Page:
Maersk Line is seeing the fruits of its long-range plans to invest heavily in emerging growth markets like West Africa, according to an article in this month's issue of the company's internal magazine, Maersk Post
“Generally speaking, everything is on the rise,” Maersk’s line manager for West Africa Sonny Dahl said the article. “Due to a low level of industrialisation, the basic picture is one of natural resources going out and even more finished goods coming in. Exports have risen but so have imports and at an even faster pace.”
According to the article, from 2010 to 2011, the number of containers with electronics transported to main West African ports in Nigeria and Ghana jumped by 65 percent, an increase Dahl called very high, albeit from low levels.
“A number of African countries import just about everything,” he said. “Basic goods such as rice and palm oil still make up great volumes. Motorcycles, inexpensive cars and electronics are also rising sharply. More people have incomes to purchase these things.”
An executive with Maersk’s sister company APM Terminals said infrastructure expansion could boost imports in Africa further.
“Many places need upgrades in order to increase their ability to handle larger volumes, service the ever-increasing size of vessels and the increasing sophistication of cargo transportation,” said Peder Søndergaard, APM Terminals’ head of the Africa and Middle East region. “With double-digit growth rates in some markets, fast growing economies are often struggling to keep pace with these upgrades.”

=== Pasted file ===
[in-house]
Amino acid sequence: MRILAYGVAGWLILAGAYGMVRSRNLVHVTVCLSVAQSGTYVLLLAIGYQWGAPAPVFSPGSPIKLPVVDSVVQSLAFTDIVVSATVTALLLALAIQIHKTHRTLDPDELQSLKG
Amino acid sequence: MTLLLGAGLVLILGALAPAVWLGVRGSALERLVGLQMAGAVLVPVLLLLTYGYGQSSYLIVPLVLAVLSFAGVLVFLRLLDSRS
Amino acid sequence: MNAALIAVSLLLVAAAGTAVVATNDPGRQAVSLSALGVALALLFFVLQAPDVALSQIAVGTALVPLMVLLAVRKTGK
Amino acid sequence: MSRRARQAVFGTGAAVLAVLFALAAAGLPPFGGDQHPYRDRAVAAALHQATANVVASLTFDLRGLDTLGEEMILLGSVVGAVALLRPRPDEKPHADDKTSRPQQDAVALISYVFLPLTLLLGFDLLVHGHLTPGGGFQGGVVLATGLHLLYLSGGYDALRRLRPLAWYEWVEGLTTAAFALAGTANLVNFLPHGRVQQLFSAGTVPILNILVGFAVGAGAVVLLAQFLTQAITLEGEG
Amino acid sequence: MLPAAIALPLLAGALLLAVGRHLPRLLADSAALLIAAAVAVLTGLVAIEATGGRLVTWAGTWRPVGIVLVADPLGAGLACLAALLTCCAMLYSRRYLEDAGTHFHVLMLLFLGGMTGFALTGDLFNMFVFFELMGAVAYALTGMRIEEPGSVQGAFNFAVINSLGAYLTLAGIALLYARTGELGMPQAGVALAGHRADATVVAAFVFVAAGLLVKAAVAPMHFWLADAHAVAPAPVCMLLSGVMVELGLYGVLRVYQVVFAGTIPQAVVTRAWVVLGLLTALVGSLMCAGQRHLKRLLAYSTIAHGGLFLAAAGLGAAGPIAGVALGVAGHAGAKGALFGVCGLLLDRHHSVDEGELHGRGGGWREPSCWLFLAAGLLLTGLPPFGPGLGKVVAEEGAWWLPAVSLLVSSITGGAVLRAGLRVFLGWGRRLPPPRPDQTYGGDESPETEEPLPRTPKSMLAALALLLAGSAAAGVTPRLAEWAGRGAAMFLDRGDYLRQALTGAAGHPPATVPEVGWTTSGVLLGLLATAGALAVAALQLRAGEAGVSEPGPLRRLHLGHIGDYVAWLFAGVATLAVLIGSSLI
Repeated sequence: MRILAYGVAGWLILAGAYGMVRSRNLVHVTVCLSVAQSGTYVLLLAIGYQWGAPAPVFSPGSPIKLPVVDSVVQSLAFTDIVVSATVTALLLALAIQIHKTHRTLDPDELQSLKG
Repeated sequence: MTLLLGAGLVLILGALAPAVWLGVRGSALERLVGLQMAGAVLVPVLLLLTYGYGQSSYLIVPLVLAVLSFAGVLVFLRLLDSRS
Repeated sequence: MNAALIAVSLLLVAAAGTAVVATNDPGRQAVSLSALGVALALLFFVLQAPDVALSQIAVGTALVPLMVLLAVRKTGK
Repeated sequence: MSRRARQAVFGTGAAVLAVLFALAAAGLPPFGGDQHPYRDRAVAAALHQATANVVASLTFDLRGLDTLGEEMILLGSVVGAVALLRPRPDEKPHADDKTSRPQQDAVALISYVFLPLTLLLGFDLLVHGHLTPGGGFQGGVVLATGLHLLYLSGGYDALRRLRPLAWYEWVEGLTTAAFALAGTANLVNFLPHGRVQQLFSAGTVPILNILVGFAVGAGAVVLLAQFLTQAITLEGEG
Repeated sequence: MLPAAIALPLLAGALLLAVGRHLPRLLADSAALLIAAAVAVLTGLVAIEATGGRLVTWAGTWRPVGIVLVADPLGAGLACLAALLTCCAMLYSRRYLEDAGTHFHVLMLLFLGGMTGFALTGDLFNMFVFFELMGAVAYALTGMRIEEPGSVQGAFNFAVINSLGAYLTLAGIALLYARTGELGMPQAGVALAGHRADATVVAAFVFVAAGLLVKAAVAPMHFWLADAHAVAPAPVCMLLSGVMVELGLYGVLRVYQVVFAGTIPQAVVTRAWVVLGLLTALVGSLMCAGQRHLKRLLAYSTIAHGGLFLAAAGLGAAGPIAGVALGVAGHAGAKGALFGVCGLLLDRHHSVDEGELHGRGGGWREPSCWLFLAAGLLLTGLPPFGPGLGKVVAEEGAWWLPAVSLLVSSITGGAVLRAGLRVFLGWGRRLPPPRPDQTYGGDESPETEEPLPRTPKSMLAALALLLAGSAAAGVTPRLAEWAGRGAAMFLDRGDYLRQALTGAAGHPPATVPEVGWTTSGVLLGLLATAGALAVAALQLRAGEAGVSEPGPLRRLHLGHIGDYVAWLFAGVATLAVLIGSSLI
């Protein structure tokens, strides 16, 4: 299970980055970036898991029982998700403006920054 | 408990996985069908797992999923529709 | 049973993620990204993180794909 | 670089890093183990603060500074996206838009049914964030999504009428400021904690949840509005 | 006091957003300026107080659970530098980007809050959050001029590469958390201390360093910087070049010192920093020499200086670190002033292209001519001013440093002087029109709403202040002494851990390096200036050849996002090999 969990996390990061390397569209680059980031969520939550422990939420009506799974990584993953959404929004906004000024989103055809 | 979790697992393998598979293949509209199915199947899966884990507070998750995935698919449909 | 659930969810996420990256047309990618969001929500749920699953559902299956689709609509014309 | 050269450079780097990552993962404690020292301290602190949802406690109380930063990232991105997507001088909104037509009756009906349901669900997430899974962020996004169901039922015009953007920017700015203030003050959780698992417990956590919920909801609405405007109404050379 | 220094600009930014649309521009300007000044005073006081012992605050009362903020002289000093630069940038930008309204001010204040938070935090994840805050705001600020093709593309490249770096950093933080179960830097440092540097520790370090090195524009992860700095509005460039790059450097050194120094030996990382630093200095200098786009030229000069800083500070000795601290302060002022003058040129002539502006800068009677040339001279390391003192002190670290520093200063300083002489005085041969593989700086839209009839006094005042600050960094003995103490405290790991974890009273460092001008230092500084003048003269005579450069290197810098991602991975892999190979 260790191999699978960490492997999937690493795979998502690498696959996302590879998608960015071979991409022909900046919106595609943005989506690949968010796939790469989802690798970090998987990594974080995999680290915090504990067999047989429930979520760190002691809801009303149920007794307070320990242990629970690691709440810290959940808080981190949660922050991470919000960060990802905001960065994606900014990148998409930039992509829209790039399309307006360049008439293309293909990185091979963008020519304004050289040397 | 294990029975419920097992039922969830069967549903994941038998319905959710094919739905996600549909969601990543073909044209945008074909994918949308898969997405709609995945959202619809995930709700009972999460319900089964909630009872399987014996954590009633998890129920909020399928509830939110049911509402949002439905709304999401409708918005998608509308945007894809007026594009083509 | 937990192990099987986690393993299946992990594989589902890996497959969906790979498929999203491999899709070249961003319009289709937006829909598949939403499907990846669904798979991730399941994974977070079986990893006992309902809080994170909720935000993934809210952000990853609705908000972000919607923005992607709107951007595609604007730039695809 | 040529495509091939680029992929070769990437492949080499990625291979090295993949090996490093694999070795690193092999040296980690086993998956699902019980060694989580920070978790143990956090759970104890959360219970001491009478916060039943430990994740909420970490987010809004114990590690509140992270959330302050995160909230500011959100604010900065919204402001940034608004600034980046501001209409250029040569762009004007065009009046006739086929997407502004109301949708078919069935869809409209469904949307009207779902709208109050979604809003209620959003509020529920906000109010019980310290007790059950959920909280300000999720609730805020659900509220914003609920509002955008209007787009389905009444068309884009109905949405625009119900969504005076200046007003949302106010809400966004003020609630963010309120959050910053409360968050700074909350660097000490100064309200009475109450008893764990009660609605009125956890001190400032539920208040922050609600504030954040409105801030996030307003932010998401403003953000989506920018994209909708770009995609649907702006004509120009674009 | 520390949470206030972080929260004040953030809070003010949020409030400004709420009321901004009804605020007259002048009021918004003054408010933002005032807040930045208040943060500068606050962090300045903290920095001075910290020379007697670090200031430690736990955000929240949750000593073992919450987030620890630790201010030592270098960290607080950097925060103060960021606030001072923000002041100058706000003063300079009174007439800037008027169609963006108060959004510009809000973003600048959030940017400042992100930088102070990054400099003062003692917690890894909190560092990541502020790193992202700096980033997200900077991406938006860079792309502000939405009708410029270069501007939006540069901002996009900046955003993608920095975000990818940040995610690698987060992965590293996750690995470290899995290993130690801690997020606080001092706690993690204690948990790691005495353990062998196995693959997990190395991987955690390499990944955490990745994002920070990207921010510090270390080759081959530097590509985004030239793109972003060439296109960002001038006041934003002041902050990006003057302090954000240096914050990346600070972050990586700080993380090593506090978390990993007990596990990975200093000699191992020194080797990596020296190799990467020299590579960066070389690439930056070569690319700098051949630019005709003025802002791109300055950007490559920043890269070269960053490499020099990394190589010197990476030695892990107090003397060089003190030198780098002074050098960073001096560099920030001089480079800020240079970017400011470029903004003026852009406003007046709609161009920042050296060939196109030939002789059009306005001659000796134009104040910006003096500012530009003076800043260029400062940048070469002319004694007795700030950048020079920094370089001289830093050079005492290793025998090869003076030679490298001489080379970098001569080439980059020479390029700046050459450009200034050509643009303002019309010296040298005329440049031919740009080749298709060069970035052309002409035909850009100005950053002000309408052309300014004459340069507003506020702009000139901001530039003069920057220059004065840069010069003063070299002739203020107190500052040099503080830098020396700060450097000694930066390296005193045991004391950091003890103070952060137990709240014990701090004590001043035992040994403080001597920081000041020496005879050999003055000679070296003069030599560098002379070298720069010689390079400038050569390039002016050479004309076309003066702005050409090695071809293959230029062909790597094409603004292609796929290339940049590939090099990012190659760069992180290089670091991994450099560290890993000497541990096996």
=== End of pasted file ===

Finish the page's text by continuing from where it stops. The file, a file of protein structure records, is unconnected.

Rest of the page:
Dahl pointed to Maersk’s investment in so-called WAFMAX vessels, ones specifically designed to overcome draft restraints in West African ports.
“The WAFMAX has improved both efficiency and reliability because it was custom designed to operate more efficiently in West African ports,” he said. “The capacity and fuel efficiency of these vessels means we’re able to move more cargo for more customers and with fewer ships. That has helped us to improve service for customers and operate more efficiently in West Africa.”
But he said for the WAFMAX vessels to reach their potential, West African ports need more capacity and more efficient and transparent customs declaration processes, while West African business need to upgrade their logistics planning capabilities.